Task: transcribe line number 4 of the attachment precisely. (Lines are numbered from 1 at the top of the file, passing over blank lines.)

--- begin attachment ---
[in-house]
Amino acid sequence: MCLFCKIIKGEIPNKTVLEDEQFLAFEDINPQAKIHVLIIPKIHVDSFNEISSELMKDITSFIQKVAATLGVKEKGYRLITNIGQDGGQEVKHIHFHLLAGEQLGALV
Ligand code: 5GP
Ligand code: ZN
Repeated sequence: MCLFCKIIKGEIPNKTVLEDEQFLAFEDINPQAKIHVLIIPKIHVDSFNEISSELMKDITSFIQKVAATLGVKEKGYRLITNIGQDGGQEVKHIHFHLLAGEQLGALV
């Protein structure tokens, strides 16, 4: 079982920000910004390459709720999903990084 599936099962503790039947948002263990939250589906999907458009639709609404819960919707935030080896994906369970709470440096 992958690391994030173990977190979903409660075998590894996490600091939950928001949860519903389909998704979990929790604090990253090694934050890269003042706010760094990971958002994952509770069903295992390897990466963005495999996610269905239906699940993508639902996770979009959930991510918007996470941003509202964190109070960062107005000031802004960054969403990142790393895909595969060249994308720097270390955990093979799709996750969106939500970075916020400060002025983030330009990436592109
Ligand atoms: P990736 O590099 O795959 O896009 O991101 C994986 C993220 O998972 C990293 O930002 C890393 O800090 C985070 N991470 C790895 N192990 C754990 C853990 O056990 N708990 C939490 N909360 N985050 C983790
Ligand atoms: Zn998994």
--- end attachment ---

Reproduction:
Ligand code: ZN